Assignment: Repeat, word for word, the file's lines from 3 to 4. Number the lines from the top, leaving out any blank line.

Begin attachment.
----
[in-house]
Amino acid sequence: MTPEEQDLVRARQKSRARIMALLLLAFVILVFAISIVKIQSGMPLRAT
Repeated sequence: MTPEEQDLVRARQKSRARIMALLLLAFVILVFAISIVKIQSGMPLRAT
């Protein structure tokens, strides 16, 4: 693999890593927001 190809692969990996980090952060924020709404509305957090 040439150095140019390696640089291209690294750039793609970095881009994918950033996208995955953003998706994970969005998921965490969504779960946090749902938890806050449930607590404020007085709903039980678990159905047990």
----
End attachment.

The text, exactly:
Repeated sequence: MTPEEQDLVRARQKSRARIMALLLLAFVILVFAISIVKIQSGMPLRAT
């Protein structure tokens, strides 16, 4: 693999890593927001 190809692969990996980090952060924020709404509305957090 040439150095140019390696640089291209690294750039793609970095881009994918950033996208995955953003998706994970969005998921965490969504779960946090749902938890806050449930607590404020007085709903039980678990159905047990």